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All You Can Eat

Trend-setting restaurants, Northwest cookbooks, local food news and the people who make them happen.

November 10, 2008 at 7:53 AM

Fast food: different nation

In 1992, Tim Pham and Judy Dinh opened Seattle Deli in Seattle’s Little Saigon. Then, six years ago, they moved their ridiculously inexpensive little Vietnamese take-out joint into contemporary new digs where it’s been packed with delicious food and hungry customers (myself among them) ever since.

Back in September I told you Seattle Deli would soon open a second location in Edmonds, in the Boo Han shopping complex (22618 Highway 99) only minutes from my front door. It’s been open a few weeks now, and I just can’t seem to stay away. Here’s why: I can walk out of the place carrying this:

And for less than $20 (bring cash — it’s all they take), treat myself and my family to a weekend’s worth of lunch, snacks and dinner-worthy sides like these:

You might recognize some of what I bought — like the BBQ pork banh mi ($2.50 each):

And what about this pair of shrimp- and pork-filled spring rolls with a peanut-y dipping sauce for only $2?

See this vermicelli combo below, with rice noodles, fried eggroll and chewy bits of pork, meant to be tossed with the accompanying vegetables and nuac cham (the sweet and spicy dressing in the side cup)? Nate loves the stuff, and believe me, it’s far more nutrious than the Whopper and fries from Burger King he’s always begging me for. And at $4 for the full-meal-deal, it costs less, too.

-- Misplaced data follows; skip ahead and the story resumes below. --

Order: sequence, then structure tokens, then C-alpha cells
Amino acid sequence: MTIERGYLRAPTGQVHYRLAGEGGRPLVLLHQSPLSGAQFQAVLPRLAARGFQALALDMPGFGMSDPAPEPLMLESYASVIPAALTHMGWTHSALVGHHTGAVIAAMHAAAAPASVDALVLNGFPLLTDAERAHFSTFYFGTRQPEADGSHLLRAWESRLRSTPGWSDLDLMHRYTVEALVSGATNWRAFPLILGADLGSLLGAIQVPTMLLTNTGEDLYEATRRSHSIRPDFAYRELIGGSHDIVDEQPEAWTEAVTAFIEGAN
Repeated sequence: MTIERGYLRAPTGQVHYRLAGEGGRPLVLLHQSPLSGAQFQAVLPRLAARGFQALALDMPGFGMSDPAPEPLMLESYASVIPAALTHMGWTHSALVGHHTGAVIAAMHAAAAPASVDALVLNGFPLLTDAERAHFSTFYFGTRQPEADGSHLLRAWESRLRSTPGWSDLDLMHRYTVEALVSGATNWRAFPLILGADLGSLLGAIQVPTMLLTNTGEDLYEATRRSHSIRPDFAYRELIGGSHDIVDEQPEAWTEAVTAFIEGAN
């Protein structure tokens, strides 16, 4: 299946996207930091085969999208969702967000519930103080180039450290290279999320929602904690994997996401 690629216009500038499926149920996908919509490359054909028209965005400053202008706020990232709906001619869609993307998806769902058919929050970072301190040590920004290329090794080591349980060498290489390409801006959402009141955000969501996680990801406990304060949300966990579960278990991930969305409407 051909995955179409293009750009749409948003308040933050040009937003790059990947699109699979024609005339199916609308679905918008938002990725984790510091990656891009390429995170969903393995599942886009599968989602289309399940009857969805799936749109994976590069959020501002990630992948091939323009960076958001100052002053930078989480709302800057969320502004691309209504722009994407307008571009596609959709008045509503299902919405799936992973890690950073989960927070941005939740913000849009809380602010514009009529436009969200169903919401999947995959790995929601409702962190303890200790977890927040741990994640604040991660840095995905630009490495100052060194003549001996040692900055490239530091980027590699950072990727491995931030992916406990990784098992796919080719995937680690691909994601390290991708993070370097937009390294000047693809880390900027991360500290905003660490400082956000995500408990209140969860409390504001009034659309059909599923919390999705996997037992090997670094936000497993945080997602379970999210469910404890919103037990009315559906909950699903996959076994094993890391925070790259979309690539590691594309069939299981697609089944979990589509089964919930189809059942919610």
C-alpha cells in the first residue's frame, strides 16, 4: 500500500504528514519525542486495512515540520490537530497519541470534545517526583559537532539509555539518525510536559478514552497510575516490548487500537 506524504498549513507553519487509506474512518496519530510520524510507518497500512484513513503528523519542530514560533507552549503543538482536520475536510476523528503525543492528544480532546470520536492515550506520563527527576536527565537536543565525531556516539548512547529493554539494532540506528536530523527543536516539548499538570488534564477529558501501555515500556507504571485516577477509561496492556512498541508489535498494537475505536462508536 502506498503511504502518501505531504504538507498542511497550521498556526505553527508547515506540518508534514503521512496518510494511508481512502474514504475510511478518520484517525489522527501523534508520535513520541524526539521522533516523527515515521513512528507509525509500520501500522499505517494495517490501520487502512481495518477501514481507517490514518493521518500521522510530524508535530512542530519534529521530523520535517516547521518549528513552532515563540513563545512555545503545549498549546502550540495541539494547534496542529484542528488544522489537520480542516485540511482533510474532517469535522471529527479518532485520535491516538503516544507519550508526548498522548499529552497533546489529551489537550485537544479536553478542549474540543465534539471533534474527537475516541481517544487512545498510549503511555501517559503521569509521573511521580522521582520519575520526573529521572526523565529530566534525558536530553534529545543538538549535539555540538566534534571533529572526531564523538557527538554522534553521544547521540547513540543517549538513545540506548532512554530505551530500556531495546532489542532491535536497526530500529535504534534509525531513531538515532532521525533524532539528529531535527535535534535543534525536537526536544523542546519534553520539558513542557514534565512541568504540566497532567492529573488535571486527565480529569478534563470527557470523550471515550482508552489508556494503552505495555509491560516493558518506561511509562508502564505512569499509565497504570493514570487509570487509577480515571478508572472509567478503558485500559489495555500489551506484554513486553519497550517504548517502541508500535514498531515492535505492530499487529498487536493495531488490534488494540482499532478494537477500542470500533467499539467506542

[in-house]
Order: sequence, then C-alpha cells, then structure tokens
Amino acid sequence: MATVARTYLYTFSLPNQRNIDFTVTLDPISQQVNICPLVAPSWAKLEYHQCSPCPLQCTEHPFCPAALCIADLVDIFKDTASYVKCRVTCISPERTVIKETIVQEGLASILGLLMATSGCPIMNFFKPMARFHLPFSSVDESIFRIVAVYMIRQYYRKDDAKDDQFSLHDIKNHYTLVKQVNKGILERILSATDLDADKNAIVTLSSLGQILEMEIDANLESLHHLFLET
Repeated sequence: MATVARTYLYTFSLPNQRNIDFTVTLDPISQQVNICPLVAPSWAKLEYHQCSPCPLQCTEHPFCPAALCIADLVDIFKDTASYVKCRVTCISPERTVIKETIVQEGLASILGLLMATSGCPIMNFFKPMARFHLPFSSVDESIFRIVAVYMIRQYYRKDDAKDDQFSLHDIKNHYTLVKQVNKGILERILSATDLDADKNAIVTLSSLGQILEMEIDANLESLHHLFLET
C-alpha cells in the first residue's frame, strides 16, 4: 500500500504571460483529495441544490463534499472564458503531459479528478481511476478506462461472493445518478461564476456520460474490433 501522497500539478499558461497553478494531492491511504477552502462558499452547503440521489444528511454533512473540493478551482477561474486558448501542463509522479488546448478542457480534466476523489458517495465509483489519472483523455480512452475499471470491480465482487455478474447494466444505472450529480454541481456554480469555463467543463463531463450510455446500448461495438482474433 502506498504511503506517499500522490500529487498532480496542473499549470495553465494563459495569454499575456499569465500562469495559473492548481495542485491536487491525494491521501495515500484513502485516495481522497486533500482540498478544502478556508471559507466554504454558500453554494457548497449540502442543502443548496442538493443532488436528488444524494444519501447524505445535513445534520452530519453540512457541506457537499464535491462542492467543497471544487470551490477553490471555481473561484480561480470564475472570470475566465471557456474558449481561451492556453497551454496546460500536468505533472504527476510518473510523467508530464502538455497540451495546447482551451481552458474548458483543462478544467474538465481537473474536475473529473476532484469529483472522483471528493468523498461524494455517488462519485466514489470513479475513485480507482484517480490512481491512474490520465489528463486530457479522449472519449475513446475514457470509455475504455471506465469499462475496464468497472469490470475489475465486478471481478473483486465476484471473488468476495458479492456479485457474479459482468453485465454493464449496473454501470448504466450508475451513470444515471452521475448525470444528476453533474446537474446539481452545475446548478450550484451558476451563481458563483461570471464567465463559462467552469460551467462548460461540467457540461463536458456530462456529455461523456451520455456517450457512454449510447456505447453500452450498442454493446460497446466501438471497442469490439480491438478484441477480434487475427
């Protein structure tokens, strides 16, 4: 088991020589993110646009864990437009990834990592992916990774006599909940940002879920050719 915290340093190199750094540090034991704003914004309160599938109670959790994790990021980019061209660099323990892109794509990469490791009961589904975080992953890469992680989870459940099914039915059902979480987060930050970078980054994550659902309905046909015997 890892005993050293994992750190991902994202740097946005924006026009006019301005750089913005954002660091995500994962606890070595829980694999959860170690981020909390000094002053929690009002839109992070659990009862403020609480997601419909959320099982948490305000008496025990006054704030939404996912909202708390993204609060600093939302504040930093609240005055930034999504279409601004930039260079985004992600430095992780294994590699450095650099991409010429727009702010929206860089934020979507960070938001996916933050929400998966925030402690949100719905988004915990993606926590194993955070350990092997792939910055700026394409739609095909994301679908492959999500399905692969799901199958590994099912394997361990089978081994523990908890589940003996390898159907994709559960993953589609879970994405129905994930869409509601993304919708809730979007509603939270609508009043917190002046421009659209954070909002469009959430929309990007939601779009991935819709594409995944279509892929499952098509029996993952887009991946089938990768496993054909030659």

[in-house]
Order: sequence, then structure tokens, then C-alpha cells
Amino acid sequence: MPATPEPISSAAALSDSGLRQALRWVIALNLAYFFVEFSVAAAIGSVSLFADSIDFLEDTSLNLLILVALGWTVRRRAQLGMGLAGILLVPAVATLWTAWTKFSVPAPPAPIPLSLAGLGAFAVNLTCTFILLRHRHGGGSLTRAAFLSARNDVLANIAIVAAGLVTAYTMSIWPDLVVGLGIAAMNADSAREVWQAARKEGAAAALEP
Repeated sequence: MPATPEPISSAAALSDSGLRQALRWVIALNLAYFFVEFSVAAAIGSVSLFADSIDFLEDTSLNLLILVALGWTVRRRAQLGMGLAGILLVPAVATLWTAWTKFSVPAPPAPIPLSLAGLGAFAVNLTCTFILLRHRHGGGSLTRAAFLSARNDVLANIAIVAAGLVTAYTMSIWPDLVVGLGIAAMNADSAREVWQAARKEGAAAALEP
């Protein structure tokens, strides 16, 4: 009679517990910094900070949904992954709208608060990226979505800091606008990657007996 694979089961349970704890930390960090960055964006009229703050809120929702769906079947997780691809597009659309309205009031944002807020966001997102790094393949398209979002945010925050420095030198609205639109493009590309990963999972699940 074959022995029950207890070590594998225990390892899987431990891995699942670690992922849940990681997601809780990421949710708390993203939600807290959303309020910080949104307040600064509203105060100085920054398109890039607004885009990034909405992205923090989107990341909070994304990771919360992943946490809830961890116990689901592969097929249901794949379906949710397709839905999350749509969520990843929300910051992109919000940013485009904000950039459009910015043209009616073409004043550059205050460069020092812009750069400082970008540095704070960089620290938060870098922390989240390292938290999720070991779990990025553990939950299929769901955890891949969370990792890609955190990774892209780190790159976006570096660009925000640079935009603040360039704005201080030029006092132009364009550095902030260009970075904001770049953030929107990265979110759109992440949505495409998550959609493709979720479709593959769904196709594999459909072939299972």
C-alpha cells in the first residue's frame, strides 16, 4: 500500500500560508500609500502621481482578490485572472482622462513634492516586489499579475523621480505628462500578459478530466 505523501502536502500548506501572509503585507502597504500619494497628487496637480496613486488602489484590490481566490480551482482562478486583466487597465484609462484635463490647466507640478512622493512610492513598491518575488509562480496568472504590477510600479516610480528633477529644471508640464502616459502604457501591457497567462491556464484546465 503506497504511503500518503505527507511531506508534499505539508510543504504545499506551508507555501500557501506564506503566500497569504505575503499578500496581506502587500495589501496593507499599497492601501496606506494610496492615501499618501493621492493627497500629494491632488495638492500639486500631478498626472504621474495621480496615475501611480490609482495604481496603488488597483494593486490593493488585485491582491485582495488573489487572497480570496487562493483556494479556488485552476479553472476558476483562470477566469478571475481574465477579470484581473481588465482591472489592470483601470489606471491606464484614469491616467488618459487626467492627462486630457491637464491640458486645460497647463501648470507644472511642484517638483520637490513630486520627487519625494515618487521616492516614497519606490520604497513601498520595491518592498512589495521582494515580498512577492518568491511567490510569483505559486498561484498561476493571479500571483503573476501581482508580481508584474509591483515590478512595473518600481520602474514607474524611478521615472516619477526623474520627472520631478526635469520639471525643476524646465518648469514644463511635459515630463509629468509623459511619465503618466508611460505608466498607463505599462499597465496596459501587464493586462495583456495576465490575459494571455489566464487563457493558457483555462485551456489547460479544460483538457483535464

I usually buy an egg roll (50-cents), or two — which for me is the equivalent of leaving Burger King or Micky D’s with a side of French fries to munch on the way home. And I always purchase a couple of fresh submarine-style rolls for stuffing with “regular” deli-fare like ham and turkey, or the leftover pork-roast I plan to put in Nate’s lunch-box today. At 50-cents each, you can’t beat the price on those, either. P.S.: they’re the closest thing I’ve come around here to the Italian “hoagie rolls” I grew up eating in Philadelphia.

Just so you’ll know: the banh mi at Yeh Yeh’s Sandwiches , just up the road in Lynnwood, are much better (and only slightly more expensive) than the ones at Seattle Deli. And I prefer the Deli’s chicken sandwich over their pork (Mac and Nate disagree) since their pork is one stepped removed from jerky — in a good way. But for $2.50 I’m not complaining, I’m just sayin’.

Seattle Deli also sells plenty of sweets and lots of hot steam table-surprises, including soups, tofu, eggplant, pork, poultry and hunks of fish, though the compostion of the steam table offerings vary from day to day and hour to hour. The cool thing is, they’re happy to put together a little bit of this and a little bit of that, which makes a great, cheap, quick-eats lunch or dinner for about $5. I’m addicted to their whole shrimp, fried in its edible shell with garlic and chilies. Here’s Judy, showing off her wares both hot and cold:

On Saturday afternoon, I stood in line with a woman who watched as I grabbed a couple of heaping-big green papaya salads ($3.50 each) — one of which I ate for lunch and the other used as a side-salad at dinner the next night. With a smile as broad as mine, she confided: “I couldn’t buy a green papaya at the store, bring it home and make that salad for that price!” Amen, sister. My point, exactly.

Which is why I’d urge all of you — if you haven’t already — to open your eyes to the many other fast-food nations that have become part of the fabric of our community; to the many ethnic restaurants that offer adventure and a bargain; and to the excitement that comes from traveling (sometimes only as far as your local “deli”) for a taste of something new. Seattle Deli is open daily from 8 a.m. to 8 p.m. in Edmonds, and from 7 a.m. to 7 p.m. in Seattle.

Do you have a favorite inexpensive little takeout (or eat-in) joint you’d like to share? Please do.

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